The Israeli ambassador was called in again on Friday, 19 April to be informed of the Government's condemnation of the Qana attack and to reiterate our very grave concerns about attacks on Lebanese civilians and infrastructure, as well as the great importance we attach to the safety of UNIFIL. The ambassador was told of the Government's clear view that the military activities should stop immediately.

EU Foreign Ministers considered the crisis at their meeting in Luxembourg on 22 April. Ireland's position on the need to condemn the attacks on civilians and, in particular, attacks on UNIFIL bases as occurred at Qana was strongly expressed and reflected in the declaration which was adopted. This declaration deplores the attack on Qana, and confirms the Union's willingness to contribute actively to the search for an immediate halt to hostilities, with the aim of elaborating a lasting agreement between the parties which would not prejudice a global agreement between Israel and Lebanon in the context of the peace process. It supports the efforts of UNIFIL in trying, in highly adverse circumstances, to alleviate the effects of violence and ensure the safety of the civilian population.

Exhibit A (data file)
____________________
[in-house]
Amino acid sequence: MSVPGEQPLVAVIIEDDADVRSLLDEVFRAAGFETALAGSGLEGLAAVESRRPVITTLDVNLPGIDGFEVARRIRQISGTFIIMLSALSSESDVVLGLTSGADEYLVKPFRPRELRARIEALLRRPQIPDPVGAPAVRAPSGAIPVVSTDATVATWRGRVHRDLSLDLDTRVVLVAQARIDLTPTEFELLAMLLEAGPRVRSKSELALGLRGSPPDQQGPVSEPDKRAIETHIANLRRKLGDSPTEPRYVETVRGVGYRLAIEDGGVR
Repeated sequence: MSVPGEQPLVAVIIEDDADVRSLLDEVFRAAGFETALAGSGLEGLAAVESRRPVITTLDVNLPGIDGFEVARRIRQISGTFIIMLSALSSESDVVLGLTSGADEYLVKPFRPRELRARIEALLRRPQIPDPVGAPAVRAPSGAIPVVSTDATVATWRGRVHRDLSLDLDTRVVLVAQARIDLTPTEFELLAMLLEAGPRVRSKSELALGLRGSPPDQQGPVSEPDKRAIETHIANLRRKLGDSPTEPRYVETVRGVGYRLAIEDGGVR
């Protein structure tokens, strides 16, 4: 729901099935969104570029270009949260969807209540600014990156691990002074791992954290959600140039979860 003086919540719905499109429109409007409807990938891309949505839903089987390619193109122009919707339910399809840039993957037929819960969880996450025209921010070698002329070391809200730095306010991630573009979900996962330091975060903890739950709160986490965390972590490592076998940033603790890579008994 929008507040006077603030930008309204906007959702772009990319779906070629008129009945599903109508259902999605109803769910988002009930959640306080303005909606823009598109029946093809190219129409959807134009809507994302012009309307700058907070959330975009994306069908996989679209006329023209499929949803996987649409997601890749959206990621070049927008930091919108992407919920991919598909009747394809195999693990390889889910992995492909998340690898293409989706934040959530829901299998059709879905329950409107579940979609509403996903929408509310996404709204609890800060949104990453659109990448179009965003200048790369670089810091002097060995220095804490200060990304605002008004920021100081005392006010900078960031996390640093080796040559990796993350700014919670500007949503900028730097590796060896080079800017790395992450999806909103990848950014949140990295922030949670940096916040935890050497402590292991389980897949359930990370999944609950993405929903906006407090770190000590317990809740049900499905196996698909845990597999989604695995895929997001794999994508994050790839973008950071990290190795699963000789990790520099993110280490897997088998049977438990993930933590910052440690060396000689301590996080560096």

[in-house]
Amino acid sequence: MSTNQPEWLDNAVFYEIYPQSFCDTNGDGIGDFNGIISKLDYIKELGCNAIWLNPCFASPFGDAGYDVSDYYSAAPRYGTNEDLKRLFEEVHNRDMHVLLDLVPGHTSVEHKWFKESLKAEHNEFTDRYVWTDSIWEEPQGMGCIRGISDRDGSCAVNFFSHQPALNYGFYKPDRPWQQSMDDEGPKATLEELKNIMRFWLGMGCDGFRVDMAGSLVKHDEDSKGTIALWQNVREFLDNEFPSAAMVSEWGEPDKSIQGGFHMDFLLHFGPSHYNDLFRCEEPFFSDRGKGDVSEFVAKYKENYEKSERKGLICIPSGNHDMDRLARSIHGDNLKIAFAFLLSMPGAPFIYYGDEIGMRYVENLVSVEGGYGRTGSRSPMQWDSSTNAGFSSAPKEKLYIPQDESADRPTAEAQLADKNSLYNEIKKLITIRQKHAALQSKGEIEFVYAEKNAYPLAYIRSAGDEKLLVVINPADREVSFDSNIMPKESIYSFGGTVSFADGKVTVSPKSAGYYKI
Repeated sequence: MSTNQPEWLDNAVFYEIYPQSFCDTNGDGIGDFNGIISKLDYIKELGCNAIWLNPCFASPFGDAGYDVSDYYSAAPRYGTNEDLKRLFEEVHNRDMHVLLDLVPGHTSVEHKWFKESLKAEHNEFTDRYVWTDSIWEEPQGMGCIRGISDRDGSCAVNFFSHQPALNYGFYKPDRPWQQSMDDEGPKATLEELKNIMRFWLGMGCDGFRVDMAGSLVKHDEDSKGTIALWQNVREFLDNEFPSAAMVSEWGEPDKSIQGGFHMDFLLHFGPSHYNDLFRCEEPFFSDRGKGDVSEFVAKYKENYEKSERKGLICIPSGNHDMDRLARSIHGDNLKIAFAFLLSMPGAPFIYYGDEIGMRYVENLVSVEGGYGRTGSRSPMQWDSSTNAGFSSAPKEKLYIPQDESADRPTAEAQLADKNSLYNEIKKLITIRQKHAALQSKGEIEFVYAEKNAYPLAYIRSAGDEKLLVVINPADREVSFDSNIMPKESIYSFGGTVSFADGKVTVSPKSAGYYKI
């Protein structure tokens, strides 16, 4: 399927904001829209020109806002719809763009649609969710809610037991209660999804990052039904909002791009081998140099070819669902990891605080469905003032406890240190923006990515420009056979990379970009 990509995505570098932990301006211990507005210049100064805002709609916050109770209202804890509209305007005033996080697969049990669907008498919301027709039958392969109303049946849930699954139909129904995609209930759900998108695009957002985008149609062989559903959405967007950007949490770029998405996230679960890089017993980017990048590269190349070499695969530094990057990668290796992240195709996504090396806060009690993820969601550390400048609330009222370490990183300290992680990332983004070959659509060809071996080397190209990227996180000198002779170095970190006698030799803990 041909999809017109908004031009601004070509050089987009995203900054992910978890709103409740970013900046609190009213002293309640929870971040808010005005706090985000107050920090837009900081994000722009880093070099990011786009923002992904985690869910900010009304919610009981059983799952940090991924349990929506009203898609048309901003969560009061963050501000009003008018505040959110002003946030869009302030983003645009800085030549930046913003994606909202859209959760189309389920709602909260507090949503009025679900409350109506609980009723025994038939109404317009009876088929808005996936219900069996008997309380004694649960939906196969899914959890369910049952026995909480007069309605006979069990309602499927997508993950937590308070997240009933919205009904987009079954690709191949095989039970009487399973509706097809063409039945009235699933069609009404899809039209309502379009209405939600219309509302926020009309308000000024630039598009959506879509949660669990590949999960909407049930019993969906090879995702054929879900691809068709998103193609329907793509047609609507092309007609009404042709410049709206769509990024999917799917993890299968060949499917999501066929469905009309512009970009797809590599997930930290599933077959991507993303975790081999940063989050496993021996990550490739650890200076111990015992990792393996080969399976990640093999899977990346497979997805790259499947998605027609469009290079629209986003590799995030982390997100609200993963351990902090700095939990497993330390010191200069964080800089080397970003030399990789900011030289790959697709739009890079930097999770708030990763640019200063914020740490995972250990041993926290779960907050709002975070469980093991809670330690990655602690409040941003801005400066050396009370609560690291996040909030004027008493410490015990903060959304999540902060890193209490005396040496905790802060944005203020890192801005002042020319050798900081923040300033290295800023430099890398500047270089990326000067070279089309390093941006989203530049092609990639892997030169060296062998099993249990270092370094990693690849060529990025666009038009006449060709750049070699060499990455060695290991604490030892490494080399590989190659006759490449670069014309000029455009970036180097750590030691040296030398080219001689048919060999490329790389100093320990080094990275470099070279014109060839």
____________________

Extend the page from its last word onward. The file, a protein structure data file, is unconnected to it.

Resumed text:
UNIFIL's mandate is based on UN Security Council Resolution 425 of 1978 affirming Lebanon's territorial integrity and sovereignty and requiring Israel to withdraw its forces. Ireland remains committed to the UNIFIL mandate and believes successive Irish UNIFIL contingents have made a valuable contribution to security in south Lebanon and have thereby played a role in maintaining peace and stability in the Middle East region generally. UNIFIL has also made an important contribution to the humanitarian needs of the local population. The request of the UN Secretary General and the Government of Lebanon to maintain UNIFIL was endorsed unanimously by the Security Council on 29 January last. On 18 April the Security Council called upon all concerned, in a resolution, to allow UNIFIL to fulfil its mandate without any obstacle or interference. I do not believe that this general agreement on the important role of UNIFIL has been undermined as a result of the current crisis.